Life on Venus could be hiding in its strange clouds

A team of scientists modeling the Venusian atmosphere have found data that could help explain the puzzling chemistry of the planet’s clouds. The findings reinforce the possibility that life exists in Venus’ atmosphere, a still controversial idea that will be investigated by several planned missions to the scorching planet.

Venus is the second planet from the Sun, which makes it much hotter than Earth. Besides the warmth of the planet, Venus is a barren, rocky wasteland dominated by volcanoes and clouds of toxic sulfuric acid. This cloud layer – about 19 km thick – covers the planet’s surface for Earth-based observers most of the time, and recently it has been in the spotlight as a possible hiding place for alien life.

Recent research has modeled these clouds more deeply, and scientists have found that the planet’s clouds are not entirely composed of sulfuric acid but contain a certain amount of mixed ammonium salt sludge. The team’s study was published in the Proceedings of the National Academy of Sciences.

“Our model predicts that clouds are not made entirely of concentrated sulfuric acid, but that cloud droplets are partially neutralized. Our model postulates that the compound that neutralizes acid in clouds is ammonia, ”Janusz Petkowski, an MIT astrobiologist and co-author of the recent study, said in an email. “The source of ammonia is unknown, but could be the result of the biological production of ammonia in cloud droplets. Due to the neutralization of acid, clouds are not more acidic than some extreme terrestrial environments that harbor life.

The recent work builds on high-profile research published last year in Nature, which claimed to detect phosphine gas in the Venusian atmosphere. (The scientists behind the new article were also among the authors of the article on phosphine.) Phosphine is produced by microorganisms that do not need oxygen to survive, so the presence of the gas was a surprising and exciting sign that something biological could be happening in those clouds. The conclusion was controversial; other researchers said the supposed signal from phosphine was actually just sulfur dioxide, while others suggested that active volcanoes, not life, could be responsible for it.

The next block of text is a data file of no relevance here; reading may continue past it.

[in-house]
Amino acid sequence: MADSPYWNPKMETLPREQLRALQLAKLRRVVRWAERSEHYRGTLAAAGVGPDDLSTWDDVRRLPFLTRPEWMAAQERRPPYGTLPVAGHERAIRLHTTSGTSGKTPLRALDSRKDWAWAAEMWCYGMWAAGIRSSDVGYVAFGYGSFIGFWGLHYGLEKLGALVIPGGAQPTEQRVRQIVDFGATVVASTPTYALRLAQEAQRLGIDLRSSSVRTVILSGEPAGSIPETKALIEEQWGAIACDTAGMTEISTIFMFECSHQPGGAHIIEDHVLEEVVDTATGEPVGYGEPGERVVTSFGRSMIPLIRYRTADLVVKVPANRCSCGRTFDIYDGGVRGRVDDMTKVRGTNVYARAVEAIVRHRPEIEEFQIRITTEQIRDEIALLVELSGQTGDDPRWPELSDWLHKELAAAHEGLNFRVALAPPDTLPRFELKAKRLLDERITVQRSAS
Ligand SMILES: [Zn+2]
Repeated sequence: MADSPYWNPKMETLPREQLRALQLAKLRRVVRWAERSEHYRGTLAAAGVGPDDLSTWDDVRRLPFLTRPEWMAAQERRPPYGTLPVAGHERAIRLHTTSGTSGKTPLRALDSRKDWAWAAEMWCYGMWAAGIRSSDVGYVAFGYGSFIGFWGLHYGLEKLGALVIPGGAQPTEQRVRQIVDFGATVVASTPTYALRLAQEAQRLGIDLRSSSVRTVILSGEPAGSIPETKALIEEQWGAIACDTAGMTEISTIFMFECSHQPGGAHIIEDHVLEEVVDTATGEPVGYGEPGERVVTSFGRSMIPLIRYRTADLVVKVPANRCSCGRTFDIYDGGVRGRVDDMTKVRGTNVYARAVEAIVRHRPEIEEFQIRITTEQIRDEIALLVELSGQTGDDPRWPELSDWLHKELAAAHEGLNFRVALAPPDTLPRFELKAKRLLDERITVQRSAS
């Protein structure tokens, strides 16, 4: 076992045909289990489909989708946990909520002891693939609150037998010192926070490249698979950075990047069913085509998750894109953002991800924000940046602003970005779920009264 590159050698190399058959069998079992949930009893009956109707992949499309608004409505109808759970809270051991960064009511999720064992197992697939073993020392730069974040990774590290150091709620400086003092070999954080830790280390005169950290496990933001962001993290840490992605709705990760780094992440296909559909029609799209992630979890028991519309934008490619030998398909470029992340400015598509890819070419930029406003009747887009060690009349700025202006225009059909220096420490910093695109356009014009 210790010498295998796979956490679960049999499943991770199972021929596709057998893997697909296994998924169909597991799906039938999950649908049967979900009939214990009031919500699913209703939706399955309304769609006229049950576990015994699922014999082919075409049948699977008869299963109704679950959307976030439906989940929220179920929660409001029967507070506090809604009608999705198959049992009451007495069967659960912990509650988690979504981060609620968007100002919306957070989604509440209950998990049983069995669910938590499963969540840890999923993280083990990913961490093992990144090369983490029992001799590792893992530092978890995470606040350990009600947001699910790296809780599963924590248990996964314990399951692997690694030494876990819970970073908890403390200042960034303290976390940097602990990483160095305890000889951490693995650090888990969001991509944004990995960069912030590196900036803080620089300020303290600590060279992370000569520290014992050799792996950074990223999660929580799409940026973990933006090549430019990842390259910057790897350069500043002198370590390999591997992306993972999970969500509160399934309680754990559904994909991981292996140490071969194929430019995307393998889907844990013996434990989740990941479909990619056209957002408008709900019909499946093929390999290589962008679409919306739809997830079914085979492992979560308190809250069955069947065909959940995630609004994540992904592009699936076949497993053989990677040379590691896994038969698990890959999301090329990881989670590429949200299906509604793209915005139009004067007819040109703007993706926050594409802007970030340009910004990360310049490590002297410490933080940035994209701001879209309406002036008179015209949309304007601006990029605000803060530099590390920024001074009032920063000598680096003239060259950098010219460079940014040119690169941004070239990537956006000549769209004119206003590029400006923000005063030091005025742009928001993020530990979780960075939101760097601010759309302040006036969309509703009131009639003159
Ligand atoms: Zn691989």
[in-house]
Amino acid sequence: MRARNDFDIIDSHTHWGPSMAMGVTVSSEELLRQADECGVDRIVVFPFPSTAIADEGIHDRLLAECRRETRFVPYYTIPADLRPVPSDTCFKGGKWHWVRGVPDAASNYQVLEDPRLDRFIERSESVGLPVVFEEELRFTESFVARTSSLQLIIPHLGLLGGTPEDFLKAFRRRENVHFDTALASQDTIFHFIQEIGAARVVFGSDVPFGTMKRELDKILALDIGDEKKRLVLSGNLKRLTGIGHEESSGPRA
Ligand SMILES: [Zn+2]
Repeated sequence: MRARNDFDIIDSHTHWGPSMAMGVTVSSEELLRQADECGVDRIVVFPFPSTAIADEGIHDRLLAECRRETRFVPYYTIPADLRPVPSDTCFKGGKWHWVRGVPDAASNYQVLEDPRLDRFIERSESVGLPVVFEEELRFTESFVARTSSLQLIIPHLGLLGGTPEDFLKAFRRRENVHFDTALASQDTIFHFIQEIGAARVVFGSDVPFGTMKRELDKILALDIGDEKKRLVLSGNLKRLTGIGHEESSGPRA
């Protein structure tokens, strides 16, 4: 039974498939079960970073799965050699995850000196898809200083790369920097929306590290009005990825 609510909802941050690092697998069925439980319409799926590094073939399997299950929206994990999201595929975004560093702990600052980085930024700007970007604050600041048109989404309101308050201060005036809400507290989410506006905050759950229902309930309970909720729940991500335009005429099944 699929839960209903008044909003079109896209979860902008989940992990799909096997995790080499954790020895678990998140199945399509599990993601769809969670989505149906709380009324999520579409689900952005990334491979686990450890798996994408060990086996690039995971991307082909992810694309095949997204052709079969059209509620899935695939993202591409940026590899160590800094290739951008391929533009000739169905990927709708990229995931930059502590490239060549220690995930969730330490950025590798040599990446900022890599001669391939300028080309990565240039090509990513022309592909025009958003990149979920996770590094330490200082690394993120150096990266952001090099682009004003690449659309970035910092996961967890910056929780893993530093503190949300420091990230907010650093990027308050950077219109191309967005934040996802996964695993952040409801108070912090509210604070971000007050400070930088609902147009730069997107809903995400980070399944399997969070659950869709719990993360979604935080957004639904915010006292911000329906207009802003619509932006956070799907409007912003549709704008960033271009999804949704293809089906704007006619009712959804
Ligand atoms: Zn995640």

“To our knowledge, no life could survive in the droplets of Venus,” Sara Seager, an MIT planetologist and co-author of the new study, said in a statement from the institute. “But the point is, maybe some life is out there and changing its surroundings to be habitable.”

The new article did not focus on phosphine but rather on some unexplained chemical signatures in the clouds of Venus. Years of observations have indicated more water vapor and sulfur dioxide than expected. Ammonia, the researchers thought, could explain these anomalies.

“Ammonia shouldn’t be on Venus,” Seager added. “There is hydrogen attached to it, and there is very little hydrogen around. Any gas that does not belong to the context of its environment is automatically suspected of being manufactured by life.

The models indicated that if microorganisms were on Venus and produced ammonia, oxygen would be released as a byproduct. Additionally, ammonia (which is basic) would neutralize sulfuric acid droplets in clouds, making them somewhat habitable. While all of this work has been done with models, future space probe missions could help us get answers to what is really going on in the clouds.

These missions are NASA’s VERITAS and DAVINCI + missions, ESA’s EnVision Orbiter, and (possibly) the privately-offered and funded Venus Life Finder missions Seager and Petkowski are working on. The latter is the only one whose fundamental goal is to study the possibility of extraterrestrial life on Venus, but space agency missions will likely glean information on the matter as well. Of these three missions, DAVINCI + is the only mission that will actually enter the atmosphere of Venus and sample it as the spacecraft descends to the surface of the planet.

If life of any kind were discovered off Earth – whether fossilized on the surface of Mars, thriving in the clouds of Venus, or swimming in the ocean of a frozen moon – it would be one of the most important scientific discoveries of all time. But there is a long and uncertain road before such claims can be made.

More: The 7 Weirdest Things About Venus, Hell Planet

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